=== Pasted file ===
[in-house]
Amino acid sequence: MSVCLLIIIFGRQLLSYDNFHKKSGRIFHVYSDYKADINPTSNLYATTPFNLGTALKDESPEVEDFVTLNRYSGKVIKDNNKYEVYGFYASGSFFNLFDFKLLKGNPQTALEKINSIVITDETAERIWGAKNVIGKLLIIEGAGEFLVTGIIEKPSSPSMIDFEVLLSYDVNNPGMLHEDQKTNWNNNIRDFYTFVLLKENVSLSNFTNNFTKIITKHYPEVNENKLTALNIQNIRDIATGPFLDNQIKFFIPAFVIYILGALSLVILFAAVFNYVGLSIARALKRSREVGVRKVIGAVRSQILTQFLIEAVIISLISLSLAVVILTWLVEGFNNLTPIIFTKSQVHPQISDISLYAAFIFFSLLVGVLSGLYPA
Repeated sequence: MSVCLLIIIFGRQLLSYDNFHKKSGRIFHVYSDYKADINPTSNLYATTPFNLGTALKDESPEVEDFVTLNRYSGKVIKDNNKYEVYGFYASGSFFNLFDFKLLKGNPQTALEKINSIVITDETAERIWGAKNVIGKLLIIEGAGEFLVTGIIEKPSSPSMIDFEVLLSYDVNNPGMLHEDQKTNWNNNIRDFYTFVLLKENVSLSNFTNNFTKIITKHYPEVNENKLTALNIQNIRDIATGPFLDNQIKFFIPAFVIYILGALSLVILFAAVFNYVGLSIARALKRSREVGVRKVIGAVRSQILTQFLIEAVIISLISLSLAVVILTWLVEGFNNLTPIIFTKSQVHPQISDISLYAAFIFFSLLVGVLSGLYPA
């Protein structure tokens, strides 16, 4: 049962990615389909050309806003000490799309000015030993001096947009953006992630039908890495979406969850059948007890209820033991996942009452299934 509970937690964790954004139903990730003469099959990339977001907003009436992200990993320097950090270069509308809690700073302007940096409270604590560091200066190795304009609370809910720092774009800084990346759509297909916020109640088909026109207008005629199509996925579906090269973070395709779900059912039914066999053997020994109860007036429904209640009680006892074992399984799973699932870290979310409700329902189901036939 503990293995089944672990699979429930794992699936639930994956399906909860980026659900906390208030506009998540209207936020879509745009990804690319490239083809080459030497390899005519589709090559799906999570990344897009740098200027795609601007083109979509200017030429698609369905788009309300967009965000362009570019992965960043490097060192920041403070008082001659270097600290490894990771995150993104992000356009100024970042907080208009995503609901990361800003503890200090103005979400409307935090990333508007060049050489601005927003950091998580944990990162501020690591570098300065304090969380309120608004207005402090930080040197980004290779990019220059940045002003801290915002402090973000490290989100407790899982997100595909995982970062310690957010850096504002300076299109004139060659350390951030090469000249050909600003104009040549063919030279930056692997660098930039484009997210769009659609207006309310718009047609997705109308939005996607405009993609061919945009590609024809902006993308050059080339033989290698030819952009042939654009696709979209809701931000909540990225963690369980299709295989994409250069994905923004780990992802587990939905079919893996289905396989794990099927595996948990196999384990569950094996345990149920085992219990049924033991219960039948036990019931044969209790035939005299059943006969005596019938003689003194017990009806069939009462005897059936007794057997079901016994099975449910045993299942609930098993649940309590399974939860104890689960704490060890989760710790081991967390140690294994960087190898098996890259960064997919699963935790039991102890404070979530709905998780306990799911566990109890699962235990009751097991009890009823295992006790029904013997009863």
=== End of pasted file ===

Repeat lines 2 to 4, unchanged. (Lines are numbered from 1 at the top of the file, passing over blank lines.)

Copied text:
Amino acid sequence: MSVCLLIIIFGRQLLSYDNFHKKSGRIFHVYSDYKADINPTSNLYATTPFNLGTALKDESPEVEDFVTLNRYSGKVIKDNNKYEVYGFYASGSFFNLFDFKLLKGNPQTALEKINSIVITDETAERIWGAKNVIGKLLIIEGAGEFLVTGIIEKPSSPSMIDFEVLLSYDVNNPGMLHEDQKTNWNNNIRDFYTFVLLKENVSLSNFTNNFTKIITKHYPEVNENKLTALNIQNIRDIATGPFLDNQIKFFIPAFVIYILGALSLVILFAAVFNYVGLSIARALKRSREVGVRKVIGAVRSQILTQFLIEAVIISLISLSLAVVILTWLVEGFNNLTPIIFTKSQVHPQISDISLYAAFIFFSLLVGVLSGLYPA
Repeated sequence: MSVCLLIIIFGRQLLSYDNFHKKSGRIFHVYSDYKADINPTSNLYATTPFNLGTALKDESPEVEDFVTLNRYSGKVIKDNNKYEVYGFYASGSFFNLFDFKLLKGNPQTALEKINSIVITDETAERIWGAKNVIGKLLIIEGAGEFLVTGIIEKPSSPSMIDFEVLLSYDVNNPGMLHEDQKTNWNNNIRDFYTFVLLKENVSLSNFTNNFTKIITKHYPEVNENKLTALNIQNIRDIATGPFLDNQIKFFIPAFVIYILGALSLVILFAAVFNYVGLSIARALKRSREVGVRKVIGAVRSQILTQFLIEAVIISLISLSLAVVILTWLVEGFNNLTPIIFTKSQVHPQISDISLYAAFIFFSLLVGVLSGLYPA
């Protein structure tokens, strides 16, 4: 049962990615389909050309806003000490799309000015030993001096947009953006992630039908890495979406969850059948007890209820033991996942009452299934 509970937690964790954004139903990730003469099959990339977001907003009436992200990993320097950090270069509308809690700073302007940096409270604590560091200066190795304009609370809910720092774009800084990346759509297909916020109640088909026109207008005629199509996925579906090269973070395709779900059912039914066999053997020994109860007036429904209640009680006892074992399984799973699932870290979310409700329902189901036939 503990293995089944672990699979429930794992699936639930994956399906909860980026659900906390208030506009998540209207936020879509745009990804690319490239083809080459030497390899005519589709090559799906999570990344897009740098200027795609601007083109979509200017030429698609369905788009309300967009965000362009570019992965960043490097060192920041403070008082001659270097600290490894990771995150993104992000356009100024970042907080208009995503609901990361800003503890200090103005979400409307935090990333508007060049050489601005927003950091998580944990990162501020690591570098300065304090969380309120608004207005402090930080040197980004290779990019220059940045002003801290915002402090973000490290989100407790899982997100595909995982970062310690957010850096504002300076299109004139060659350390951030090469000249050909600003104009040549063919030279930056692997660098930039484009997210769009659609207006309310718009047609997705109308939005996607405009993609061919945009590609024809902006993308050059080339033989290698030819952009042939654009696709979209809701931000909540990225963690369980299709295989994409250069994905923004780990992802587990939905079919893996289905396989794990099927595996948990196999384990569950094996345990149920085992219990049924033991219960039948036990019931044969209790035939005299059943006969005596019938003689003194017990009806069939009462005897059936007794057997079901016994099975449910045993299942609930098993649940309590399974939860104890689960704490060890989760710790081991967390140690294994960087190898098996890259960064997919699963935790039991102890404070979530709905998780306990799911566990109890699962235990009751097991009890009823295992006790029904013997009863």